The challenge, of course, is measuring evolutionary change. We know what occurred (convergent evolution of assemblages), we know the likely mechanism (interspecific interactions), but can we demonstrate a measurable evolutionary response? After all, lizards are not fruit flies with high reproductive rates and short generation times. We presume that microevolution in lizards happens so slowly that detectable changes might not occur during the lifetime of an investigator, but this may not be so. Measurement of selection gradients on populations of anoles on different islands, some with and some without the predatory curly-tailed lizard (Leiocephalus), revealed that larger female Anolis sagrei are favored on islands with predators. Males are also affected, but a number of interacting factors complicate the results, including a relationship between island size and selection acting on male hindlimb length. Particularly interesting is a shift in microhabitat use by anoles in response to predators. Predators outrun shorter-legged anoles more easily, but shorter-legged anoles are better at using arboreal perches and thus escaping the terrestrial curly-tailed lizards. After only six months, not only does a significant microhabitat shift occur (terrestrial to arboreal) in A. sagrei but population hindlimb length decreases accordingly, thereby suggesting natural selection in the predicted direction. Relative hindlimb length in anoles is an ideal trait with which to examine form and function because of its correlation with microhabitat use. As a result, macroevolutionary forces can be examined by tying phenotypic variation to ecological causes; basically, the phenotype → performance → fitness paradigm.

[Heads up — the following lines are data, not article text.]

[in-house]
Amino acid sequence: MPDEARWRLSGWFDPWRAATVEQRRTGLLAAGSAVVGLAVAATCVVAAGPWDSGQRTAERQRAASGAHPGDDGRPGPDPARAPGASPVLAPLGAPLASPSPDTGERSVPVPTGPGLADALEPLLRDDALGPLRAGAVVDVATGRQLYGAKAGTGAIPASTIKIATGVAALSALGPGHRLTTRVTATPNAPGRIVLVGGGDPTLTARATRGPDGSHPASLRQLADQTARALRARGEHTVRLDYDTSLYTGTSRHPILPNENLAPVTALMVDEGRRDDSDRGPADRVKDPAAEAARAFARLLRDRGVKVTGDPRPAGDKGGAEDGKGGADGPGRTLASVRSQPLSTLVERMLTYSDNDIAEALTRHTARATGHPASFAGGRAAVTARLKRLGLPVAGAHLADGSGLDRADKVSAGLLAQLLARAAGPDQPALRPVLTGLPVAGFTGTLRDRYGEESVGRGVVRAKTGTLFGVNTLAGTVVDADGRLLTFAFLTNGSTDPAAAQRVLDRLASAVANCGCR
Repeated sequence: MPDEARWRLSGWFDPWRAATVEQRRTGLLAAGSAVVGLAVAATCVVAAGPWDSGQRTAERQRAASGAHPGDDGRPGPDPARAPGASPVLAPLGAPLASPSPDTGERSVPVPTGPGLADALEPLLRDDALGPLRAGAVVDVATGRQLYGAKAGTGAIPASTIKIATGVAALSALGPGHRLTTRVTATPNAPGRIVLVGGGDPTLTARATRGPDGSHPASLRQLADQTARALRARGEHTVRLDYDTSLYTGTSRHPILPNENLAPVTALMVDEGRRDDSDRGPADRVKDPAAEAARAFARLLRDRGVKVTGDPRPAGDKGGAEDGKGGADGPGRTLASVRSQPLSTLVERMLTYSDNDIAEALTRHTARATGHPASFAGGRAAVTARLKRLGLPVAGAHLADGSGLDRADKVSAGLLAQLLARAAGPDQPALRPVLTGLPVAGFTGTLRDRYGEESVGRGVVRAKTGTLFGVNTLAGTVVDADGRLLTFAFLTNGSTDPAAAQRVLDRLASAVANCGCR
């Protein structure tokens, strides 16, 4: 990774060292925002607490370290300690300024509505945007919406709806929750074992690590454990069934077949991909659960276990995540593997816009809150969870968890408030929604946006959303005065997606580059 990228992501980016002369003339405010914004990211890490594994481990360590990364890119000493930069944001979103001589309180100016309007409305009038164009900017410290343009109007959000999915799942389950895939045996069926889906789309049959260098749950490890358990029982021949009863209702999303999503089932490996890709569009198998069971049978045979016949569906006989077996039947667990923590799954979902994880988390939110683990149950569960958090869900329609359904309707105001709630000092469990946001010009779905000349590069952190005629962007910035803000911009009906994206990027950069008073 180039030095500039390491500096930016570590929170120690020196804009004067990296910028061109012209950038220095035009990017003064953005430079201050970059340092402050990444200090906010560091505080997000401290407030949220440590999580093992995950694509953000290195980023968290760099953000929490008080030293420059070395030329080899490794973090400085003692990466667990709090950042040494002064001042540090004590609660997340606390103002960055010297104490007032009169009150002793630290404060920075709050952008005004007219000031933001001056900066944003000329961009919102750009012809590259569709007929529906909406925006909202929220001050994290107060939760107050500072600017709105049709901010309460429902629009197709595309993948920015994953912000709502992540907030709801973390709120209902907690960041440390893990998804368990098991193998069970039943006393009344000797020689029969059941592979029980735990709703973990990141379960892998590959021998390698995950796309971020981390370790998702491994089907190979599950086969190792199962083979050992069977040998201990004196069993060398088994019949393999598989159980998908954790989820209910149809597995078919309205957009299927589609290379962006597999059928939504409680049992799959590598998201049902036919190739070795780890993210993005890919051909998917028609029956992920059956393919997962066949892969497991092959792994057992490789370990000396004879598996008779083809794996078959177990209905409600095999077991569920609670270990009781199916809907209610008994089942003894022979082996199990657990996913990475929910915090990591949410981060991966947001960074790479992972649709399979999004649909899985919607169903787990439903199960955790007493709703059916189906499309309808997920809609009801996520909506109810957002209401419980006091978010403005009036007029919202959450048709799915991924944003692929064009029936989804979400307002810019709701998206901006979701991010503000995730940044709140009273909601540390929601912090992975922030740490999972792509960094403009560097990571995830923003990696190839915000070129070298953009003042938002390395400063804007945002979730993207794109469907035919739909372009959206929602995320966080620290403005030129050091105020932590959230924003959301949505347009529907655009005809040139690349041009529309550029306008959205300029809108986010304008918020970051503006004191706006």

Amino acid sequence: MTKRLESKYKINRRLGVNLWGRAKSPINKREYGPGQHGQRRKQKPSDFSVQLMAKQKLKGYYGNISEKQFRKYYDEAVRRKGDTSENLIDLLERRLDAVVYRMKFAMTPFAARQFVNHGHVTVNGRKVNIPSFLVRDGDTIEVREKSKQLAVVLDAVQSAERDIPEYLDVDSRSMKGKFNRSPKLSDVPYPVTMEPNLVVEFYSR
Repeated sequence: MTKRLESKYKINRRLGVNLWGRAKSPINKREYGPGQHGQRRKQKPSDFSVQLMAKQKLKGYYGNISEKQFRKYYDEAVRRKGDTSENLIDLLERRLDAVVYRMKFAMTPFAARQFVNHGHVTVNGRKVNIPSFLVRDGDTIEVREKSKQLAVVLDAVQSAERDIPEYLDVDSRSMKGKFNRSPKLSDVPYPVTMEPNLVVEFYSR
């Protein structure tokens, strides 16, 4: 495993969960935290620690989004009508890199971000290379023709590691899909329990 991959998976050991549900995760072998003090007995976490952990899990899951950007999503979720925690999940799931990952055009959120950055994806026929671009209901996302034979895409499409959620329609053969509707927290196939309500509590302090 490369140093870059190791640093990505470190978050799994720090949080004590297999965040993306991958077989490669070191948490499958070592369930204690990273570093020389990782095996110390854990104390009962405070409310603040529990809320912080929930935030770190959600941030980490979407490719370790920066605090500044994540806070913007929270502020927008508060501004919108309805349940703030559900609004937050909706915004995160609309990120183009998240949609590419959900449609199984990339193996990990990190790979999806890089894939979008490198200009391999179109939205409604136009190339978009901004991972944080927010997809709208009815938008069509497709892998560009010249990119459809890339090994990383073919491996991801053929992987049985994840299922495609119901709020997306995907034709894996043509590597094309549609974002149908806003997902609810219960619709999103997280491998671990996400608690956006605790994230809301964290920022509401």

The discussion of island and mainland anoles in Chapter 16 (“The Five Faunas Reconsidered”) especially caught my attention because it is both speculative and thought provoking. The compelling argument is that differences in density and diversity of predators on island and mainland habitats affected the course that evolution may have taken. Alternatively, one might wonder whether frequent (evolutionarily speaking) catastrophic events (such as hurricanes) on West Indian islands have repeatedly affected anole populations such that the ability to rapidly respond to habitat change in itself has been favored. “Evolvability” is addressed in the last chapter. Anoles show greater variability in morphology and thermal physiology than other lizard clades. It might be instructive to conduct laboratory experiments to determine whether island and mainland anoles differ in their ability to change limb length or thermal physiology in response to habitat characteristics. A long history of predictably high predator diversity and abundance may have had a lesser impact on evolutionary rates in mainland anoles than a long history of catastrophic events has had on island anoles.
The overall layout of the book, with a single column of text on each page, is appealing. I particularly like the creative use of annotations, which allows the text to flow while giving the interested reader additional detailed information (and some very entertaining anecdotes). Color photographs and graphics throughout complement the presentation. Only one rather minor inconsistency in the text comes to mind: Following a convincing defense of the phylogenetic species concept, Losos emphasizes “reproductive isolation as an appropriate framework for consideration of the nature of anole species” (p. 22). Yet the entire book emphasizes a phylogenetic approach to understanding the evolution and diversity of anoles. That aside, errors are rare (e.g., listing “Pianka and Vitt 2003” as “Vitt and Pianka 2003” in the literature cited).
Although Losos targets the book to “those deeply interested in anoles and those interested in general questions of biodiversity, evolutionary biology and ecology” (p. 8), I would broaden that to include all students of the natural sciences interested in discerning how inquisitive scientists reconstruct the history of life. A good reading of Lizards in an Evolutionary Tree will most likely result in “field envy” by laboratory experimentalists. For Jonathan Losos, the laboratory is the West Indies, his Petri dishes are the many islands teeming with Anolis lizards, and his experiments are real-world demonstrations that natural selection has produced an astounding diversity of life on Earth.